It's the Why Should This Week Be Any Different Edition
Greetings and welcome to the Why Should This Week Be Any Different Edition of You Are What You Read.
That’s right, People. It’s more Bears in places they decidedly do not belong.
I received an email last night from Emily W (her real name) who reported to me that there was a bear who decided to let the police in her town of Bedford, New Hampshire know precisely what it thought of them. It wandered around the parking lot, left a “gift” and then lumbered off. Because it was the police, I am sure their car doors were locked. I guess this is just another bear living its version of Thug Life.
Unlike the car in California (again with the California, cars, and bears), where the police got called to free a bear that somehow opened the door and hopped in and then shut the door on itself. Instead of using the rope trick, like last week, they shot out the back windows with a beanbag gun. Would someone please explain beanbag gun to me? I get that it’s a gun that shoots beanbags, but why would you need such a thing? Who invented this contraption? What else can you do with it? Play Extreme Corn Hole?
But the bear that gets our most fervent admiration this week is a Connecticut bear (of course) who feeling parched and puckish wandered through the automatic doors and into Crazy Bruce’s Liquor Store in Clinton. Because it’s a liquor store of course there was the oblivious customer who didn’t even notice that he was following a bear. Could bears be the new “pink elephant” for drunken people?
I am starting to wonder if there is a limit to how bears will be spending out their summer. Let us review, People. We have had bears get into hot tubs and sip margaritas. We have had bears take a dip in the pool. We have had bears come into our homes, hang in the living room, visit us in our bedroom, and trash the kitchen. We have had bears in cars. We have had bears swimming after kayakers. We have had bears looking for the ice machine.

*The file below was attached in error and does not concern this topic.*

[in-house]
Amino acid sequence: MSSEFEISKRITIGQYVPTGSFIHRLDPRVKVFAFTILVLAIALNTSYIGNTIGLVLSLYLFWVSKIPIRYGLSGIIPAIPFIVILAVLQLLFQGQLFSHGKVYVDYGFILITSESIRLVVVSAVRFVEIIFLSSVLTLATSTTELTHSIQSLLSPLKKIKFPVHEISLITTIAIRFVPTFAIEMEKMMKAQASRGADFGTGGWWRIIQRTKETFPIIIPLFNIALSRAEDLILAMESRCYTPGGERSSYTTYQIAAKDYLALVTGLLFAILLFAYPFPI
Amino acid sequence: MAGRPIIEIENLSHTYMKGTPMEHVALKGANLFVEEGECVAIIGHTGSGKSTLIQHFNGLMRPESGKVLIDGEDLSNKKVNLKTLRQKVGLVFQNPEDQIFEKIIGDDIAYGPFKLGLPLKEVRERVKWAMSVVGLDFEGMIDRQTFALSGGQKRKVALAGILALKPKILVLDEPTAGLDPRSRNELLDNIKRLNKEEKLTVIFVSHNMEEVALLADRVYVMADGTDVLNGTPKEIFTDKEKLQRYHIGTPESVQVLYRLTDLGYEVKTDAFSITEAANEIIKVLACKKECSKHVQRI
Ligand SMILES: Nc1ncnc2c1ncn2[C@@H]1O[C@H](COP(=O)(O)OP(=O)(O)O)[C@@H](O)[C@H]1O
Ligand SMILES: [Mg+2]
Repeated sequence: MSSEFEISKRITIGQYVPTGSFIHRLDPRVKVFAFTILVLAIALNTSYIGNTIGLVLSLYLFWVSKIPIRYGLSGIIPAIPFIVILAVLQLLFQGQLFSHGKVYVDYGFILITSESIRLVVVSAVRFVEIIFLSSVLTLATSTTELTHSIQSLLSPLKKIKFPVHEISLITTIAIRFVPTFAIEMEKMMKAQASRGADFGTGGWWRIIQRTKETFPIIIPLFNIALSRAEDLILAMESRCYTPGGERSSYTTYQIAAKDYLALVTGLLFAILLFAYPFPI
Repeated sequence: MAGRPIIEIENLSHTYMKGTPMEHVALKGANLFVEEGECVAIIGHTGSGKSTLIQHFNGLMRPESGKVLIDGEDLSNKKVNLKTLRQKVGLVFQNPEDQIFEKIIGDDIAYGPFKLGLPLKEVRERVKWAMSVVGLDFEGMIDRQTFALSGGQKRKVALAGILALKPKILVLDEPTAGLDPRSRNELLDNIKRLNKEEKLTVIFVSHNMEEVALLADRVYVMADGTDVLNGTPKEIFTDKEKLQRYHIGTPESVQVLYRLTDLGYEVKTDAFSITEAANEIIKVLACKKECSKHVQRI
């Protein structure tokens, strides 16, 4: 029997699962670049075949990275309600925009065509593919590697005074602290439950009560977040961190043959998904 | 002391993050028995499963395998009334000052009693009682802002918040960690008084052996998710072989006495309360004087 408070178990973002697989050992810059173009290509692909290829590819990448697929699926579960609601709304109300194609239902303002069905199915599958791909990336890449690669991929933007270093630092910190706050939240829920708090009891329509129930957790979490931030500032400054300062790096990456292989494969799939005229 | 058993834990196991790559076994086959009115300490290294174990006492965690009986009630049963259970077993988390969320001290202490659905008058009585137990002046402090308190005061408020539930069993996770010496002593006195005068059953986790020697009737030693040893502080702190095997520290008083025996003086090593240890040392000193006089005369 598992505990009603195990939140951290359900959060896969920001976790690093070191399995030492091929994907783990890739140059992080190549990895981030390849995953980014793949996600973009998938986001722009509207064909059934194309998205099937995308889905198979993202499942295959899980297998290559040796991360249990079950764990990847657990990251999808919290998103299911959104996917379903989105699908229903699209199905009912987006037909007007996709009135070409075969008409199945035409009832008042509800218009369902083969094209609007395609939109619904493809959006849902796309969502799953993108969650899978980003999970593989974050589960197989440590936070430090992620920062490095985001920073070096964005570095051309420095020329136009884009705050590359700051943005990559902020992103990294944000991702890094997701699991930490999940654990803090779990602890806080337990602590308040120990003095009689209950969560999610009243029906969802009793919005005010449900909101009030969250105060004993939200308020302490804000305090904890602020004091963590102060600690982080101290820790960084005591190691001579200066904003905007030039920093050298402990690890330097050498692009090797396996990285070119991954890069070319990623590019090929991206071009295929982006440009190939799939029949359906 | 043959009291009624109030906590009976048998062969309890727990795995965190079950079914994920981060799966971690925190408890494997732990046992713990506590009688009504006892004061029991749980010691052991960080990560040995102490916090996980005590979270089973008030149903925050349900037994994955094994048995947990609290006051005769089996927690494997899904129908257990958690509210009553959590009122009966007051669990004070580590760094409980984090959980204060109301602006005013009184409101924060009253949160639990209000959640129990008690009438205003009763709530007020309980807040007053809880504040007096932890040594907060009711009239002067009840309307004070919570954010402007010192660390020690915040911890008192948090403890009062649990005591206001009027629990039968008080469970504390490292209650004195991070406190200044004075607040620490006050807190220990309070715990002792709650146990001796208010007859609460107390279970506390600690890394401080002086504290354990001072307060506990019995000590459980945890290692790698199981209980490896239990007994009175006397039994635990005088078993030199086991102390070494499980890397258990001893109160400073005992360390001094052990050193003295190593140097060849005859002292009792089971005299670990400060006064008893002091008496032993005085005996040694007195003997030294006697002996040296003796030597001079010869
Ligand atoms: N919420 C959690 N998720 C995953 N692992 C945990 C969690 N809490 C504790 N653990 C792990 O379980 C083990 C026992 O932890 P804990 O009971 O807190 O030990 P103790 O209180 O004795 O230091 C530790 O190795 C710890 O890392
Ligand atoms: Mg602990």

People! It’s all just too much.
Maybe when it cools off and the kids go back to school things will normalize. In the meantime, continue to be Ever Vigilant! For the love of all that is holy, lock your car doors and houses! Bears need bank if they are going to visit liquor stores and stay at Inns, and that wad of cash and Rolex watch that you all seem to be perpetually driving around with could be gone in a flash. And if someone wants to bring me back a beanbag gun from vacation I would be most appreciative.
This week we have some effervescence, the po-po, and a dazzling debut.
Let us begin!
Miss Elisabeth of the CL is back and we could not be more pleased. Here is what is keeping her company during those middle-of-the-night Baby sessions. “Nik is a freelance writer whose life is turned upside down when she becomes a viral scapegoat after turning down a jumbo-tron proposal (that spells her name wrong) at an afternoon Dodger's game. With the stadium's camera crews zooming in on the awkward moment and her casual boyfriend sputtering with rage, Nik is frozen in the spotlight. That's when Carlos Ibarra, the hunky pediatrician sitting behind her, swoops in with his sister Angela to spirit our heroine away from the gaping crowd and into the relative safety of his sports car. Sparks fly, and what follows is a pleasant string of delicious dinner dates and excellent sex. But can these two commitment-phobes make it work? Is the sky blue? Like her first novel, The Wedding Date, Guillory has delivered a funny, effervescent novel starring a woman of color. The Proposal is the beach read you've been waiting for.”
The Amazing Amanda is reading her beloved Tamora Pierce's books again. "Terrier is the first in a completed trilogy about a police officer named Beka Cooper. The book is unputdownable with a cast of new intriguing characters, magic, and investigation into two terrible crime sprees which have resulted in multiple murders. Like Rachel Hartman's Seraphina, Terrier is also set within the walls of a Medieval fantasy city. This 'closed room' aspect gives the author plenty of time to examine the relationships between the police, criminals, and nobility. It's a complex, layered work that builds a real sense of time and place within its limited setting. If you're a fan of Pierce, you know that all her books take place in her fantasy land of Tortall. Beka's books are set 300 years before the Alanna books. She's an ancestress of the thief George."
Even though we are still in the thick of August humidity, one of my favorite titles for the Fall season is being released on Tuesday. Whiskey When We’re Dry by John Larison is a debut that will stay with you long after you turn the final page. Seventeen-year-old Jesse hasn't had an easy time of it. Her father has let their ranch run fallow and has died leaving her with the no other option that to bind her breasts, dress as a boy, saddle her horse and go find her outlaw brother to help her right the ranch. Thus begins an epic tale that will appeal to fans of Westerns, coming-of-age stories, and anyone who likes a tale well told.